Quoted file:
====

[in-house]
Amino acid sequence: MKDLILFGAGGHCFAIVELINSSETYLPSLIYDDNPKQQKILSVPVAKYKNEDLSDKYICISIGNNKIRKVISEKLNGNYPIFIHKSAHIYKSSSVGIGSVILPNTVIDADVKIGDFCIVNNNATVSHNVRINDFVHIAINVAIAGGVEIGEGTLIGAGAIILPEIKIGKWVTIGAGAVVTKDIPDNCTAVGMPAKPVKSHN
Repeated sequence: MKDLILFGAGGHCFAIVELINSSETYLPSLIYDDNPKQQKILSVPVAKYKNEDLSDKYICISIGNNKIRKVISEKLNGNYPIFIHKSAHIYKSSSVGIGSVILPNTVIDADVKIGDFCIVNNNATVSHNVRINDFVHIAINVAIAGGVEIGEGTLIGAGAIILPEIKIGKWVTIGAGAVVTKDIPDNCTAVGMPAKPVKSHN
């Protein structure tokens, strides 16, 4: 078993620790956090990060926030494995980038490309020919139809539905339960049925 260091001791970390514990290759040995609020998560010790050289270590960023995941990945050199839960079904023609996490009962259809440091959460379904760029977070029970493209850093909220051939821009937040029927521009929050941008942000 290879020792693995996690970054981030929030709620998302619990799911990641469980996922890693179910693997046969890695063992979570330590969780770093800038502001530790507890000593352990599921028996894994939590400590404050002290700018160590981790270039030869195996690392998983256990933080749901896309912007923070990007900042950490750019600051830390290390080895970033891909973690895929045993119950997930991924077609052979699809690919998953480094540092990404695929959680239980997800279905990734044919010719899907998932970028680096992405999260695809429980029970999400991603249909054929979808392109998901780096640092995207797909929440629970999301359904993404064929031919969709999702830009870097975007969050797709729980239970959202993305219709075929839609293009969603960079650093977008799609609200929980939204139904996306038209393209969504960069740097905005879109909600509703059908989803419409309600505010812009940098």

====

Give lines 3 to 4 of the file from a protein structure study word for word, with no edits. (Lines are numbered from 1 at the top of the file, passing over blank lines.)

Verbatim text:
Repeated sequence: MKDLILFGAGGHCFAIVELINSSETYLPSLIYDDNPKQQKILSVPVAKYKNEDLSDKYICISIGNNKIRKVISEKLNGNYPIFIHKSAHIYKSSSVGIGSVILPNTVIDADVKIGDFCIVNNNATVSHNVRINDFVHIAINVAIAGGVEIGEGTLIGAGAIILPEIKIGKWVTIGAGAVVTKDIPDNCTAVGMPAKPVKSHN
């Protein structure tokens, strides 16, 4: 078993620790956090990060926030494995980038490309020919139809539905339960049925 260091001791970390514990290759040995609020998560010790050289270590960023995941990945050199839960079904023609996490009962259809440091959460379904760029977070029970493209850093909220051939821009937040029927521009929050941008942000 290879020792693995996690970054981030929030709620998302619990799911990641469980996922890693179910693997046969890695063992979570330590969780770093800038502001530790507890000593352990599921028996894994939590400590404050002290700018160590981790270039030869195996690392998983256990933080749901896309912007923070990007900042950490750019600051830390290390080895970033891909973690895929045993119950997930991924077609052979699809690919998953480094540092990404695929959680239980997800279905990734044919010719899907998932970028680096992405999260695809429980029970999400991603249909054929979808392109998901780096640092995207797909929440629970999301359904993404064929031919969709999702830009870097975007969050797709729980239970959202993305219709075929839609293009969603960079650093977008799609609200929980939204139904996306038209393209969504960069740097905005879109909600509703059908989803419409309600505010812009940098």